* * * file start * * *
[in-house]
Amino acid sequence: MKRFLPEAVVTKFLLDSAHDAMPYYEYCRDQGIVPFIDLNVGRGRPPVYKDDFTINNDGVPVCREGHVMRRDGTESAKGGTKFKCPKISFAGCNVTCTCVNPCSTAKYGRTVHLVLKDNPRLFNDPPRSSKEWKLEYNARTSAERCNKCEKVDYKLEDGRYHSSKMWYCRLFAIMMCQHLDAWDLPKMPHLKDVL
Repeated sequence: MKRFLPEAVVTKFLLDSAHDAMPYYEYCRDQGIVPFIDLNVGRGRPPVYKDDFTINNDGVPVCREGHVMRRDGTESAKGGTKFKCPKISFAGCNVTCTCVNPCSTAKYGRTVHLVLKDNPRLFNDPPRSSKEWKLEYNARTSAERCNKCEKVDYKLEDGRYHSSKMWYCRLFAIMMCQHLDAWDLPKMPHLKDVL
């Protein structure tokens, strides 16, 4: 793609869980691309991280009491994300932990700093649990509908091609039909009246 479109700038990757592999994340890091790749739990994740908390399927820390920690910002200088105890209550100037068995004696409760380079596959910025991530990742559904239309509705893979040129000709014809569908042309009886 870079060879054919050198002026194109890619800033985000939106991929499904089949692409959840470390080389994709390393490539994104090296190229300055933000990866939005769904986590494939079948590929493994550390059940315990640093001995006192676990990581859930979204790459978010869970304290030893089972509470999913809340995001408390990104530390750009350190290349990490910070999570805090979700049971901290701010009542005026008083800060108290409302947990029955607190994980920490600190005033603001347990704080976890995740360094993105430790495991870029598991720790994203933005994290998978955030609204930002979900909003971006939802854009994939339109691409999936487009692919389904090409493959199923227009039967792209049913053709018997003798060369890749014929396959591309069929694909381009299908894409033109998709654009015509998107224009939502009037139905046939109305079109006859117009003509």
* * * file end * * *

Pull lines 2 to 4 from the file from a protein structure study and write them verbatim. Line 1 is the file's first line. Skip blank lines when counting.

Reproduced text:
Amino acid sequence: MKRFLPEAVVTKFLLDSAHDAMPYYEYCRDQGIVPFIDLNVGRGRPPVYKDDFTINNDGVPVCREGHVMRRDGTESAKGGTKFKCPKISFAGCNVTCTCVNPCSTAKYGRTVHLVLKDNPRLFNDPPRSSKEWKLEYNARTSAERCNKCEKVDYKLEDGRYHSSKMWYCRLFAIMMCQHLDAWDLPKMPHLKDVL
Repeated sequence: MKRFLPEAVVTKFLLDSAHDAMPYYEYCRDQGIVPFIDLNVGRGRPPVYKDDFTINNDGVPVCREGHVMRRDGTESAKGGTKFKCPKISFAGCNVTCTCVNPCSTAKYGRTVHLVLKDNPRLFNDPPRSSKEWKLEYNARTSAERCNKCEKVDYKLEDGRYHSSKMWYCRLFAIMMCQHLDAWDLPKMPHLKDVL
């Protein structure tokens, strides 16, 4: 793609869980691309991280009491994300932990700093649990509908091609039909009246 479109700038990757592999994340890091790749739990994740908390399927820390920690910002200088105890209550100037068995004696409760380079596959910025991530990742559904239309509705893979040129000709014809569908042309009886 870079060879054919050198002026194109890619800033985000939106991929499904089949692409959840470390080389994709390393490539994104090296190229300055933000990866939005769904986590494939079948590929493994550390059940315990640093001995006192676990990581859930979204790459978010869970304290030893089972509470999913809340995001408390990104530390750009350190290349990490910070999570805090979700049971901290701010009542005026008083800060108290409302947990029955607190994980920490600190005033603001347990704080976890995740360094993105430790495991870029598991720790994203933005994290998978955030609204930002979900909003971006939802854009994939339109691409999936487009692919389904090409493959199923227009039967792209049913053709018997003798060369890749014929396959591309069929694909381009299908894409033109998709654009015509998107224009939502009037139905046939109305079109006859117009003509």